The prisoner’s family are not allowed to attend the burial. They will later be given a grave number — and a parcel of the dead prisoner’s personal belongings.


What you have just read about hanging may have upset you. We’re sorry if this is so — but it is all true. The information comes from a new report brought out by the Black Sash last month.

The report, “Inside South Africa’s Death Factory,” is one of the most hard-hitting and best written studies of the death penalty ever to come out in South Africa.

The report says that South Africa is “a world leader in hanging.” Between 1980 and 1988, 1070 people were hanged. In 1987 alone, 164 people were hanged. These figures do not count the many hangings that took place in the ‘independent’ homelands of Transkei, Ciskei, Bophuthatswana and Venda.

The report argues strongly against hanging — for all prisoners, both political and criminal. It says that all prisoners on death row can be seen as victims of apartheid. Most of the prisoners on death row are black — and nearly all come from poor families and overcrowded townships.

The report is full of chilling facts. Such as:

  1. There is big difference in the number of black people and white people who are hanged. Between 1910 and 1975, 2740 people were hanged. Of these, less than 100 were whites. Only six of these white people were hanged for the murder of blacks. Up to the present day, a white man has not been hanged for the rape of a black woman. Over 90 black men have been hanged for the rape of white women.

  2. The report looked at the cases of 26 prisoners on death row — and found that nearly a third of the prisoners were not able to afford a lawyer. They had to use ‘pro deo’ counsel. This is an advocate appointed by the state. There are many problems with the ‘pro deo’ system. The state pays the advocate R100 a day, far less than the going rate. So ‘pro deo’ advocates are mostly those with little experience, and are often not very good at their job.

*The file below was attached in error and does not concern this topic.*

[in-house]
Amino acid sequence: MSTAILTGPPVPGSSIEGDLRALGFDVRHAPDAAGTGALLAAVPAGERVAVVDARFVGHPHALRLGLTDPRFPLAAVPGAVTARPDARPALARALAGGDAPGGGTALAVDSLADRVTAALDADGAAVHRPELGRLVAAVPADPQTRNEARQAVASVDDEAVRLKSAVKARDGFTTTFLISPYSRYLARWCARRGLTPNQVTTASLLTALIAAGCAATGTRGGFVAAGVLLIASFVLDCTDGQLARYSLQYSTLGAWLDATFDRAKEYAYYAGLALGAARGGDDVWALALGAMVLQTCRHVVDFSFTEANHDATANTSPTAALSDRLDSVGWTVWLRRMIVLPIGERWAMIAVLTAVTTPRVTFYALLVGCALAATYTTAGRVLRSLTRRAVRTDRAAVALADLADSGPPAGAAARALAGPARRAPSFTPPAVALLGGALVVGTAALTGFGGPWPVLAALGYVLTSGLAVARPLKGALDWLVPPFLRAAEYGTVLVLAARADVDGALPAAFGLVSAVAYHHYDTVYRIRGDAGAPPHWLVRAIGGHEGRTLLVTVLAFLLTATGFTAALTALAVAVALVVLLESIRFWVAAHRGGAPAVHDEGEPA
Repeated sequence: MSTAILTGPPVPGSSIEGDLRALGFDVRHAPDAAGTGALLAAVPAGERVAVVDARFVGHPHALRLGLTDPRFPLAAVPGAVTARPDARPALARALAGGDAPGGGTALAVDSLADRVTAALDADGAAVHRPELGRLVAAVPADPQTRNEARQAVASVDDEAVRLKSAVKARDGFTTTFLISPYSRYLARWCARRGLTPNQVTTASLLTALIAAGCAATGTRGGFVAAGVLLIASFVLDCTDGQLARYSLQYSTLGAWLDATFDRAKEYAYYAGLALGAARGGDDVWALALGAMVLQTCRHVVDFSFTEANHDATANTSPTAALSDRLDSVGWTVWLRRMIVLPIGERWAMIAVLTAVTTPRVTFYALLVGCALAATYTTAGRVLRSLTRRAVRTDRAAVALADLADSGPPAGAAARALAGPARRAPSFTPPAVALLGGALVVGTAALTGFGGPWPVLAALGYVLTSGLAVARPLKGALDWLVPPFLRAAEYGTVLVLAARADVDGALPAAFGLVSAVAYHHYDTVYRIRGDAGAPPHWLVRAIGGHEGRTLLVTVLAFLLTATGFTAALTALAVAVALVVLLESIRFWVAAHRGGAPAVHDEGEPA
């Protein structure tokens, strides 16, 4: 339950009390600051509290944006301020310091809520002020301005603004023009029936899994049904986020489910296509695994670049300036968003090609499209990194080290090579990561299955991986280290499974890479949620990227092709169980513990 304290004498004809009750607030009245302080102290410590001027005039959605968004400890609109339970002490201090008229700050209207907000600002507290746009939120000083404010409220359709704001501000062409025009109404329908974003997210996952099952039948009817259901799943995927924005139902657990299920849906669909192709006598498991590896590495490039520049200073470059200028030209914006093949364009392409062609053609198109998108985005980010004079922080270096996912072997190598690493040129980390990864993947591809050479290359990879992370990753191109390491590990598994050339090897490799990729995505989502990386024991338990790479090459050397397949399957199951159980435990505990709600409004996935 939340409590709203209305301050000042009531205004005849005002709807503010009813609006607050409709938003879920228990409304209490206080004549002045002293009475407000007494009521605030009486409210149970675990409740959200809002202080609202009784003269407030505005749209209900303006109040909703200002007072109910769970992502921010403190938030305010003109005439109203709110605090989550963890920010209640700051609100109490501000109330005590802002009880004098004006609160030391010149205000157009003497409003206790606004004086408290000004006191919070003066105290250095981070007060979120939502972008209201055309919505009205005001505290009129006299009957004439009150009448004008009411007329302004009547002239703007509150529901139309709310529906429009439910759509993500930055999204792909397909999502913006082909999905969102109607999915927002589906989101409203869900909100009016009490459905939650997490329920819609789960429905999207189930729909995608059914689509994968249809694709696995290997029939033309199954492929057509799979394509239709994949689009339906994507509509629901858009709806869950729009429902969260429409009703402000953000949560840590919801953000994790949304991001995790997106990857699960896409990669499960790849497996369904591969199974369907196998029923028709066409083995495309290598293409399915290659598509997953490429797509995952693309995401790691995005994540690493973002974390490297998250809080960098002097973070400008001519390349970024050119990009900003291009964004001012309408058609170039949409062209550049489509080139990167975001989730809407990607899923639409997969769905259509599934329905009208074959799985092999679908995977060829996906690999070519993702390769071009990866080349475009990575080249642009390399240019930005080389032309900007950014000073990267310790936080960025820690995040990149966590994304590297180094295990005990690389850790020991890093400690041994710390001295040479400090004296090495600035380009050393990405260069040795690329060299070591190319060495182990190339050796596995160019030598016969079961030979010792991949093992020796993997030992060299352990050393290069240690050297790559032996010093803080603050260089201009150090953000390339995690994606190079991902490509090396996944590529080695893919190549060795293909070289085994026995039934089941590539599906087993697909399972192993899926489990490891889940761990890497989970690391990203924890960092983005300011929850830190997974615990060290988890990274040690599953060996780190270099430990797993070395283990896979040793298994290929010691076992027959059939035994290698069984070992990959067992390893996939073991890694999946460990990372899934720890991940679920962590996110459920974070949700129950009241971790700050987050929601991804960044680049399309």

The state does not pay for an attorney to help the ‘pro deo’ advocate — and there is no money to prepare for the case properly, like finding witnesses or doing research that will help the defence in the case. So often, cases with ‘pro deo’ counsel are very short. Some cases last only one day — and that includes judgement and sen­tencing. Others last a bit longer, but not much more than three or four days.

There is another problem with ‘pro deo’ lawyers — they are often not trusted by the accused. These lawyers are seen as part and parcel of the police and prosecution system.

  1. For people who are charged with murder or other crimes that carry the death sentence, it is often a matter of life or death which judge hears the case. There are ‘hanging judges’ — and there are some judges who don’t like to hang people.